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Alcohol can be a trigger for all skin problems, but especially psoriasis, rosacea and atopic dermatitis (eczema). Many people struggle to stop drinking despite knowing it’s not good for their skin. This article explores the alcohol link and provides tips on breaking both the habit and the inflammatory cycle.
The truth about alcohol
Alcohol is metabolised by the liver and filtered by the kidneys. It crosses the blood-brain barrier, affecting the central nervous system, has a negative impact on the immune system and contributes to hormonal imbalances. If you have a chronic skin disease, drinking alcohol fuels inflammation.
We’ve all heard the myth that drinking one glass of wine a day is beneficial to your health because of the antioxidants in it (resveratrol). A correlation between moderate wine drinkers and better cardiovascular health outcomes was identified. Since then, new evidence has shown that despite some improvements in lipid metabolism and antioxidant status, the increase in uric acid and triglycerides caused by alcohol can still cause liver damage.
When you think about it, you’re taking your resveratrol with a big dose of free-radical producing oxidants in the form of ethanol, which kind of defeats the purpose of taking an antioxidant. Pass the grape juice!
Alcohol is addictive
Make no mistake, alcohol is a toxin, ‘attractively packaged poison’, as Author Craig Beck so eloquently puts it. It is the most socially acceptable drug available and is highly addictive. No doubt, it makes you feel relaxed and happy in an instant but there is a price to pay. If you have a chronic skin disorder like eczema, psoriasis, or rosacea, you know this only too well.
Alcohol addiction is very common in Western society. I’m not talking about raging alcoholics that can’t get through the morning without a drink. I’m talking about run of the mill humans who use alcohol as a crutch to help them to feel less pain, cope with stress, fit in socially etc. Once you get into the habit of using alcohol in this way it can be very hard to stop because not drinking forces you to sit with your discomfort.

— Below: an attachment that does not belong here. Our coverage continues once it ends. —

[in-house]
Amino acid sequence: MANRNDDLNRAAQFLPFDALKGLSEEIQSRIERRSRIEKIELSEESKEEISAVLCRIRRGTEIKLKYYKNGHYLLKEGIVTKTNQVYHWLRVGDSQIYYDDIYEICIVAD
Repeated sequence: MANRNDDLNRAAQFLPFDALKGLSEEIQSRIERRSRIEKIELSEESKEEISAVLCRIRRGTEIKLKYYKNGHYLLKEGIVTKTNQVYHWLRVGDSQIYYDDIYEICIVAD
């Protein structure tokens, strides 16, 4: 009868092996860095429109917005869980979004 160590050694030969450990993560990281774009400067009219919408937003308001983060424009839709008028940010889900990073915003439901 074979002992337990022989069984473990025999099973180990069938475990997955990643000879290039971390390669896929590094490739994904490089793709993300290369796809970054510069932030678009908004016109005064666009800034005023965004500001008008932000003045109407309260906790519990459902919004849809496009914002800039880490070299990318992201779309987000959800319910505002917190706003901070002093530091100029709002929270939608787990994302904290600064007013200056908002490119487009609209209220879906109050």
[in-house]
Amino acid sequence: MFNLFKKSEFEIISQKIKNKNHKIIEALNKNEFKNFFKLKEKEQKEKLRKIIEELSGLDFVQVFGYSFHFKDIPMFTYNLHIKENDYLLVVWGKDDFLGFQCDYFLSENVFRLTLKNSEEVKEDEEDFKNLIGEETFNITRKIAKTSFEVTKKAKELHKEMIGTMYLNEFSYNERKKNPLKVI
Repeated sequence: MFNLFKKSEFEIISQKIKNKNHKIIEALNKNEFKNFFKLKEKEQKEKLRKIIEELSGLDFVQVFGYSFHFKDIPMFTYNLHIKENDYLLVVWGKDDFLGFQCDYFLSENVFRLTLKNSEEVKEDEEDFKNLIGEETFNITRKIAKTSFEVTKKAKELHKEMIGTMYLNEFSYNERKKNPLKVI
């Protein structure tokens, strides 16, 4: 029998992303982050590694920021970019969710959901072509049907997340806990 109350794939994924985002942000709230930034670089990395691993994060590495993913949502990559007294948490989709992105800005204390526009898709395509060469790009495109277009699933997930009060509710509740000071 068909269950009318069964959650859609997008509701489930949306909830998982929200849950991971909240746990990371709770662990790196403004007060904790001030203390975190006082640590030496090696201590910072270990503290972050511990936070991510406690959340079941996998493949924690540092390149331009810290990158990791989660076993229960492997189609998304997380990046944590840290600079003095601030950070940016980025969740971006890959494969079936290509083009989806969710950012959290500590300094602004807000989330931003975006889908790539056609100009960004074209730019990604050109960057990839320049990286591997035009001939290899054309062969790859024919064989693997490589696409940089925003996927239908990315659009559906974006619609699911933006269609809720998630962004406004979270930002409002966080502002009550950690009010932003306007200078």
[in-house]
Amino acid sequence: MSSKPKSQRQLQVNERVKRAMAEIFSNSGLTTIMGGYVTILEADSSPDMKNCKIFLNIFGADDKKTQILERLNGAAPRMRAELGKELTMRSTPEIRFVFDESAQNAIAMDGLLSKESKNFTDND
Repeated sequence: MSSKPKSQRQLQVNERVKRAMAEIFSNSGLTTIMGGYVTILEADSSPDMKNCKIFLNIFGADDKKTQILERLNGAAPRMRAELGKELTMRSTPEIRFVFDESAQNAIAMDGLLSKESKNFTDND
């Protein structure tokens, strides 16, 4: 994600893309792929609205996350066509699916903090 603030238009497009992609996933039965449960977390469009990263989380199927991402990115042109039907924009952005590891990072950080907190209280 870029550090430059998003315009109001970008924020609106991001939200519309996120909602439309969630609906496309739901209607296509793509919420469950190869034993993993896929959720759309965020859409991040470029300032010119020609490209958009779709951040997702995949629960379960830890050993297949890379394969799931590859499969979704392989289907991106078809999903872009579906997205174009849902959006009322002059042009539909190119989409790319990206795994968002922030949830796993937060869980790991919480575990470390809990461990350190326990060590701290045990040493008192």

A person with clear skin once said to me that if she had psoriasis all over her body like I had she’d do anything to get rid of it. But I had stopped drinking for three months before with no change to my skin. This is because stress is another major trigger for psoriasis and I wasn’t addressing this too. Avoiding alcohol just made me feel more stressed. I was so disheartened at my failure to heal and I had so much stress in my life that I went back to drinking because I could think of no faster, more affordable way to feel less pain.
By the way, people with clear skin have no idea how they would deal with the pain, suffering and shame of having a chronic skin condition and would probably cope no better than you. It took a lot of soul searching and facing of demons before I developed more productive ways of dealing with stress than drinking.
How to stop putting fuel on the fire
If you’re struggling to kick this habit there is help out there, and you don’t need to spend a fortune. I got this great book on audio and listened to it while exercising – Alcohol Lied to Me, by Craig Beck.
There is also an amazing support group called ‘One Year No Beer’ or OYNB (not just for beer drinkers). You can sign up for a 28 day, 90 day, or 365 day challenge and get access to motivational webinars, daily emails and a very supportive online group. This helps enormously because you can tell your peers you’re on an alcohol-free challenge and you are held accountable by your OYNB group. You won’t want to let them down – https://www.oneyearnobeer.com/
Transform your health
Healing your skin can be a positive learning experience that transforms your health. You can use topical and oral products to accelerate healing but the real healing comes from within.
Throughout the course of your treatment you learn what your weaknesses are, what your strengths are, and how to nurture and nourish your body in a way that feels right for you. It is not easy, but anything worth having never came easy. Kicking bad habits and having good skin is well worth the challenge.